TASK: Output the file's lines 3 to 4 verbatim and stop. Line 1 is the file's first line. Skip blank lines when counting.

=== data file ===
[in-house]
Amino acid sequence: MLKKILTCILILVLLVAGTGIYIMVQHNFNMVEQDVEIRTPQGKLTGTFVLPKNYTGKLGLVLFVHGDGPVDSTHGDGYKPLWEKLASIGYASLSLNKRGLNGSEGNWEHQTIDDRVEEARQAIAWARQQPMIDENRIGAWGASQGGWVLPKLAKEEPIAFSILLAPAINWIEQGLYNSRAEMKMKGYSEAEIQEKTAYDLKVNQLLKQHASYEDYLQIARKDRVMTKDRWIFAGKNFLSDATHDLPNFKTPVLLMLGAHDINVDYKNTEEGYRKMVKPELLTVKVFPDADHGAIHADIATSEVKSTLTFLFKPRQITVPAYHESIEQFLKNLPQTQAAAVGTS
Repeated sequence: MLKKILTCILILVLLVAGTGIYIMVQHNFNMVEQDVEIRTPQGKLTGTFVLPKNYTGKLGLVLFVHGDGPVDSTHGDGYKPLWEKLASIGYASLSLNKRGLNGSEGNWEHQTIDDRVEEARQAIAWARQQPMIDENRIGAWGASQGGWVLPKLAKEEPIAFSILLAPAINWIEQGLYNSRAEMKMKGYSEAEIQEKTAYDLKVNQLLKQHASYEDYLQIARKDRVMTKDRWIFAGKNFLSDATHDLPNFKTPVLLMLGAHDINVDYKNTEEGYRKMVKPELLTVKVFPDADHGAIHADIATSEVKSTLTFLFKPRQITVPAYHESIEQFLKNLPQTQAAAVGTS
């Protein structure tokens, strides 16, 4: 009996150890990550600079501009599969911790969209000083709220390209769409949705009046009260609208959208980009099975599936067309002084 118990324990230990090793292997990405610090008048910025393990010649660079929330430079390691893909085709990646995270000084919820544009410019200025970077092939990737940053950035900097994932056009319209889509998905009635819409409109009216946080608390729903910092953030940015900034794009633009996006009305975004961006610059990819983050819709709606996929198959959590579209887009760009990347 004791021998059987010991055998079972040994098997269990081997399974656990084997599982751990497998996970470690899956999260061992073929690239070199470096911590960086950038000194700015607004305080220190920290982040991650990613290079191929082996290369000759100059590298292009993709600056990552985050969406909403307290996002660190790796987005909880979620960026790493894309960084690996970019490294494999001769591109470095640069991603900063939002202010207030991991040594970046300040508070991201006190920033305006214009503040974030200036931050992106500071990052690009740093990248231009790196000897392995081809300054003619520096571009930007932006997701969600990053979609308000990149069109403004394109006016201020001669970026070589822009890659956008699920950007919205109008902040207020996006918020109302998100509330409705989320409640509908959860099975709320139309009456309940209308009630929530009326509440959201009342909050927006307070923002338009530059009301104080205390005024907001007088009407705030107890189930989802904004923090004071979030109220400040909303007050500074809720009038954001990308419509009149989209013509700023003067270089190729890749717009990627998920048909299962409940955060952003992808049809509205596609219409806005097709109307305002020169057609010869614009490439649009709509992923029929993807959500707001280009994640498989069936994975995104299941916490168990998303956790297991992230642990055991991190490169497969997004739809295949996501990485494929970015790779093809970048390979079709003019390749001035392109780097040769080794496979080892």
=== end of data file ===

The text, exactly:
Repeated sequence: MLKKILTCILILVLLVAGTGIYIMVQHNFNMVEQDVEIRTPQGKLTGTFVLPKNYTGKLGLVLFVHGDGPVDSTHGDGYKPLWEKLASIGYASLSLNKRGLNGSEGNWEHQTIDDRVEEARQAIAWARQQPMIDENRIGAWGASQGGWVLPKLAKEEPIAFSILLAPAINWIEQGLYNSRAEMKMKGYSEAEIQEKTAYDLKVNQLLKQHASYEDYLQIARKDRVMTKDRWIFAGKNFLSDATHDLPNFKTPVLLMLGAHDINVDYKNTEEGYRKMVKPELLTVKVFPDADHGAIHADIATSEVKSTLTFLFKPRQITVPAYHESIEQFLKNLPQTQAAAVGTS
């Protein structure tokens, strides 16, 4: 009996150890990550600079501009599969911790969209000083709220390209769409949705009046009260609208959208980009099975599936067309002084 118990324990230990090793292997990405610090008048910025393990010649660079929330430079390691893909085709990646995270000084919820544009410019200025970077092939990737940053950035900097994932056009319209889509998905009635819409409109009216946080608390729903910092953030940015900034794009633009996006009305975004961006610059990819983050819709709606996929198959959590579209887009760009990347 004791021998059987010991055998079972040994098997269990081997399974656990084997599982751990497998996970470690899956999260061992073929690239070199470096911590960086950038000194700015607004305080220190920290982040991650990613290079191929082996290369000759100059590298292009993709600056990552985050969406909403307290996002660190790796987005909880979620960026790493894309960084690996970019490294494999001769591109470095640069991603900063939002202010207030991991040594970046300040508070991201006190920033305006214009503040974030200036931050992106500071990052690009740093990248231009790196000897392995081809300054003619520096571009930007932006997701969600990053979609308000990149069109403004394109006016201020001669970026070589822009890659956008699920950007919205109008902040207020996006918020109302998100509330409705989320409640509908959860099975709320139309009456309940209308009630929530009326509440959201009342909050927006307070923002338009530059009301104080205390005024907001007088009407705030107890189930989802904004923090004071979030109220400040909303007050500074809720009038954001990308419509009149989209013509700023003067270089190729890749717009990627998920048909299962409940955060952003992808049809509205596609219409806005097709109307305002020169057609010869614009490439649009709509992923029929993807959500707001280009994640498989069936994975995104299941916490168990998303956790297991992230642990055991991190490169497969997004739809295949996501990485494929970015790779093809970048390979079709003019390749001035392109780097040769080794496979080892």